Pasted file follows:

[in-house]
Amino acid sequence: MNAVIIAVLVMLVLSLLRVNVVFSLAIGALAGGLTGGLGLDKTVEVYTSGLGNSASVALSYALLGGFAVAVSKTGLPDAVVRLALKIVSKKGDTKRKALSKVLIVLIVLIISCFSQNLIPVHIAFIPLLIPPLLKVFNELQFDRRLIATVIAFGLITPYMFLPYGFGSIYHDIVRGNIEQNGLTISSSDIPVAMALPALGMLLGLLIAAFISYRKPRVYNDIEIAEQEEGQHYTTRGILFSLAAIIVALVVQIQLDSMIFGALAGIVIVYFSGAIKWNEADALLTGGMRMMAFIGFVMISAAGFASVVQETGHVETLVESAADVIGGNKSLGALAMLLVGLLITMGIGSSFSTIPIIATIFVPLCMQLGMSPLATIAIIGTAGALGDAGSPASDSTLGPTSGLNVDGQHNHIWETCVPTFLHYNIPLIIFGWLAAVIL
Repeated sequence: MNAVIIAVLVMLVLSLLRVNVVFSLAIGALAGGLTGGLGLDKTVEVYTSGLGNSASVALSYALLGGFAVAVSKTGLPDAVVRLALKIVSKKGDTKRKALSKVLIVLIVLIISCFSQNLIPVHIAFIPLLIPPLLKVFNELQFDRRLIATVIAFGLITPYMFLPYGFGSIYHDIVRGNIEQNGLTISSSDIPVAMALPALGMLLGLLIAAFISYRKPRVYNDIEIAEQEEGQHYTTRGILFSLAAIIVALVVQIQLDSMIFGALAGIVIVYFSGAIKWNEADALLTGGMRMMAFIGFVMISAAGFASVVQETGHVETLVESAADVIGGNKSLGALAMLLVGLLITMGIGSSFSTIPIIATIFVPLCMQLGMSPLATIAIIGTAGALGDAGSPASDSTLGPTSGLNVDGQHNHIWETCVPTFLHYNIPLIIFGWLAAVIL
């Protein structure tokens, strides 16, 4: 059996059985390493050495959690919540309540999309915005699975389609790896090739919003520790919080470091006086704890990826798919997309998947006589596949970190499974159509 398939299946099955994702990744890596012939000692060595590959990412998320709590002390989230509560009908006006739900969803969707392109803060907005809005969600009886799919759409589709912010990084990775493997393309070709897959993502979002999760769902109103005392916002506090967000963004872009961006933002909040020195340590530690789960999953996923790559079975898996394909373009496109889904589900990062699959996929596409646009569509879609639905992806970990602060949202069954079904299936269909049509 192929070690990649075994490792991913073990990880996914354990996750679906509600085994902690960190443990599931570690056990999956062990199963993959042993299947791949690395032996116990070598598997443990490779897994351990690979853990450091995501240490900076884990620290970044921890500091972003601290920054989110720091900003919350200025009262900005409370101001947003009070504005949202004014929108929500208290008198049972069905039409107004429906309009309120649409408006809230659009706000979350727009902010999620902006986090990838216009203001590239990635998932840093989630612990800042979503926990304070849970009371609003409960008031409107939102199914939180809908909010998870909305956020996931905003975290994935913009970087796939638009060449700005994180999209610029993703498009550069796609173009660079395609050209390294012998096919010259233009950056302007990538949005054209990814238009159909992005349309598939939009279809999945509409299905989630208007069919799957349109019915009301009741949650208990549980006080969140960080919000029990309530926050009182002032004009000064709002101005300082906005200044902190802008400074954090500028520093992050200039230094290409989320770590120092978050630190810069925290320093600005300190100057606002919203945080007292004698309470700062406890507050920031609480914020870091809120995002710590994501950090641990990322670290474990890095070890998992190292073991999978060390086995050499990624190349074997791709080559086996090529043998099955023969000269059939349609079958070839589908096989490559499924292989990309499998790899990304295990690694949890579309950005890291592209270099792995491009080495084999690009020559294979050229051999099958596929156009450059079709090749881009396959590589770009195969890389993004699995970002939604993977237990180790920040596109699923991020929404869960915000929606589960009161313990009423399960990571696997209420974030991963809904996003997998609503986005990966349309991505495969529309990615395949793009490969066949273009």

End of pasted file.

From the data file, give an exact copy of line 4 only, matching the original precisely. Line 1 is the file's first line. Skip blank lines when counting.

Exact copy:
């Protein structure tokens, strides 16, 4: 059996059985390493050495959690919540309540999309915005699975389609790896090739919003520790919080470091006086704890990826798919997309998947006589596949970190499974159509 398939299946099955994702990744890596012939000692060595590959990412998320709590002390989230509560009908006006739900969803969707392109803060907005809005969600009886799919759409589709912010990084990775493997393309070709897959993502979002999760769902109103005392916002506090967000963004872009961006933002909040020195340590530690789960999953996923790559079975898996394909373009496109889904589900990062699959996929596409646009569509879609639905992806970990602060949202069954079904299936269909049509 192929070690990649075994490792991913073990990880996914354990996750679906509600085994902690960190443990599931570690056990999956062990199963993959042993299947791949690395032996116990070598598997443990490779897994351990690979853990450091995501240490900076884990620290970044921890500091972003601290920054989110720091900003919350200025009262900005409370101001947003009070504005949202004014929108929500208290008198049972069905039409107004429906309009309120649409408006809230659009706000979350727009902010999620902006986090990838216009203001590239990635998932840093989630612990800042979503926990304070849970009371609003409960008031409107939102199914939180809908909010998870909305956020996931905003975290994935913009970087796939638009060449700005994180999209610029993703498009550069796609173009660079395609050209390294012998096919010259233009950056302007990538949005054209990814238009159909992005349309598939939009279809999945509409299905989630208007069919799957349109019915009301009741949650208990549980006080969140960080919000029990309530926050009182002032004009000064709002101005300082906005200044902190802008400074954090500028520093992050200039230094290409989320770590120092978050630190810069925290320093600005300190100057606002919203945080007292004698309470700062406890507050920031609480914020870091809120995002710590994501950090641990990322670290474990890095070890998992190292073991999978060390086995050499990624190349074997791709080559086996090529043998099955023969000269059939349609079958070839589908096989490559499924292989990309499998790899990304295990690694949890579309950005890291592209270099792995491009080495084999690009020559294979050229051999099958596929156009450059079709090749881009396959590589770009195969890389993004699995970002939604993977237990180790920040596109699923991020929404869960915000929606589960009161313990009423399960990571696997209420974030991963809904996003997998609503986005990966349309991505495969529309990615395949793009490969066949273009």